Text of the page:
These struggles and their sides are obvious. Here in California these questions get murkier. With the passage of Assembly Bill No. 101 Ethnic Studies will become a mandatory requirement for high school graduation. However the process has been anything but smooth. 

The original Assembly No. 331 was vetoed by Gavin Newsom who specifically raised objections to the curriculum, essentially demanding a new one that pleased him for its passage. This too is censorship. This too is white supremacy. 

How then do you view the ongoing struggle today here in California over the Ethnic Studies curriculum?  How as Governor how would you support Ethnic Studies and those who develop its curriculum?  

Luis: We need truth and critical thinking in our classrooms. What has been taught in our schools is largely fantasized ideals of a reality that never existed. We don’t need to pay homage to racist and class-based curriculums created mostly by white supremacists. They made Europe the center of the world, and white men of power the center of all their narratives. All human beings have contributed to human development. If you smoke cigarettes, drink coffee, love chocolate, fly a kite, write on paper, use fireworks, barbecue, etc. (considered “all-American”) you have done things created by people of color. All the world’s main religions—Christianity, Judaism, Islam, Buddhism—have origins outside of Europe. The world’s seven recognized “cradles of civilization” were outside of so-called white regions of the world (these are the Niger River and Egypt (Africa), Mesopotamia (Mideast), Indus Valley (India), Yellow River (China), Olmec/Toltec/Aztec/Mayan (from Mexico and Central America), and Inca (Peru and other Andean areas).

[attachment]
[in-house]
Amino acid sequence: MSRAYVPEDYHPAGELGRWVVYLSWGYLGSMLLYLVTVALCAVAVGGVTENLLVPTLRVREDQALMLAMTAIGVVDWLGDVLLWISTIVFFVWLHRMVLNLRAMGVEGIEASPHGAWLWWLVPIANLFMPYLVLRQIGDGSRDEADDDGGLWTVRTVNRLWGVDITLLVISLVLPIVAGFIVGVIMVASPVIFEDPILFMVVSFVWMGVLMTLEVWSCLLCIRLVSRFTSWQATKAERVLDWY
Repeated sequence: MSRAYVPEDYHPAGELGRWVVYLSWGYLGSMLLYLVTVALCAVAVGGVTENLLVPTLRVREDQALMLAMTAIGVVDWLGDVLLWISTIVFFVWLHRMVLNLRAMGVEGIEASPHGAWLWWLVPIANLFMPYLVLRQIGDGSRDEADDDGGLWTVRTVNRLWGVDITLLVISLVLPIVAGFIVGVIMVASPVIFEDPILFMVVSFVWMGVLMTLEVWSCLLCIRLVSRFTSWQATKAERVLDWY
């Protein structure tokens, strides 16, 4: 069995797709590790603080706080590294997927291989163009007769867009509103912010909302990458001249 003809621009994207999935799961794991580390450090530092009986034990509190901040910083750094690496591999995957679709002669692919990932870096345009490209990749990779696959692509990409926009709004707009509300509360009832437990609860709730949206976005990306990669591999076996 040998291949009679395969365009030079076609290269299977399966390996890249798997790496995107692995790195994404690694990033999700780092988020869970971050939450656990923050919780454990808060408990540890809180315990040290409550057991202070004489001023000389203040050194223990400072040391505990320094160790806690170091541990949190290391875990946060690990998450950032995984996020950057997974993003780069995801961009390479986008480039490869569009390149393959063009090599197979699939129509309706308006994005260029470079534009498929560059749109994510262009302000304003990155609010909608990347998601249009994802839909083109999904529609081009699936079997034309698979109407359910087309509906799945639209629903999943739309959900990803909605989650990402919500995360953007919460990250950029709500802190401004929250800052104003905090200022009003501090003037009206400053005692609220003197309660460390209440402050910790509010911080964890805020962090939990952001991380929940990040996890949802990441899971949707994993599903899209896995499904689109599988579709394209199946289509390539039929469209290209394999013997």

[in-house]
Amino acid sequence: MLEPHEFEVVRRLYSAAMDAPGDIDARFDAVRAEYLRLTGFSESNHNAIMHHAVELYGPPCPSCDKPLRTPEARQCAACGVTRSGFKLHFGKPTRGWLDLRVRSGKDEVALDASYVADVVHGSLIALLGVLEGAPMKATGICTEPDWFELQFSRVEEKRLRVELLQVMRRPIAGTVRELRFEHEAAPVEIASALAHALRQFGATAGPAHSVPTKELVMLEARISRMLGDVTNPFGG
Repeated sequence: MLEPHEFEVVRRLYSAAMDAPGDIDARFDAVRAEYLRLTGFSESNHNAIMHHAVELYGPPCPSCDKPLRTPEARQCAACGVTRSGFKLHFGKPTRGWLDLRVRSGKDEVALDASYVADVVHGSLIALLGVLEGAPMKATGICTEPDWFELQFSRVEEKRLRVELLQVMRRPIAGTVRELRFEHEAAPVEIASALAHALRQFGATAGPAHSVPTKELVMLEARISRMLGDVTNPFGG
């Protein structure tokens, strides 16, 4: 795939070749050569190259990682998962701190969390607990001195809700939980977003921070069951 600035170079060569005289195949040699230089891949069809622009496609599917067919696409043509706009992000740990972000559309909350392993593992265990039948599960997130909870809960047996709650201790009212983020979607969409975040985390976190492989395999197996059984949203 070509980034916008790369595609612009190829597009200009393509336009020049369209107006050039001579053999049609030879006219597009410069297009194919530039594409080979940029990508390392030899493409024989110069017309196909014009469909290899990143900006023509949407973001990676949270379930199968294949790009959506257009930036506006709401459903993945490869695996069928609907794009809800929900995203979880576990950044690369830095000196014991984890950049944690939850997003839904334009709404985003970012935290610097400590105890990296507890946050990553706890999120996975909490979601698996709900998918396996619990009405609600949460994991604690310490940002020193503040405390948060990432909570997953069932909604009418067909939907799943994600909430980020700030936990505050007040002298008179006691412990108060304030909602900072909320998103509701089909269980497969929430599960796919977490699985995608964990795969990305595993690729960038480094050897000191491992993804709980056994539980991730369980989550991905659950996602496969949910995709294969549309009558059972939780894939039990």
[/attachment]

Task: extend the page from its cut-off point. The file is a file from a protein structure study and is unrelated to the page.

Europe has contributed immense things, but let’s be full and complete in our research and re-telling. California has failed to fully expound on our story. Especially around the terrible destruction of indigenous peoples and land since Europeans first arrived here. We study the great mission systems in benign ways, removing the slavery and genocide implicit in their design. Or the terrible role the US had in Indigenous genocide, slavery, race-based social practices, and labor battles, including bounties to murder as many Native peoples as possible. We must tell the “good, bad, and the ugly.” That’s why I support Critical Race Theory and a full Ethnic Studies program in all our high schools, colleges, and universities. 

Banning of books has always been part of the white supremacist educational model. My own first memoir, “Always Running” became one of the most 100 censored books in the country, although it’s also one of the most checked out–and stolen–books in California libraries. What happened in Tennessee and in Arizona must not happen here. But then, as you say, even Governor Newsom vetoed the first Ethnic Studies legislation because it failed to please him and other gatekeepers of our history. 

We have teachers, historians, researchers, and students from all our diverse communities working together to create such curriculums. There’s no excuse for not having a comprehensive Ethnic Studies program in all our schools.

Matt: Thank you so much for taking time out of your busy schedule to answer some quick questions, Luis. We hope our readers are more informed on your positions and wish you the best in your continued campaign.

Luis: It’s been a pleasure. Thank you for having me.

Leave a Reply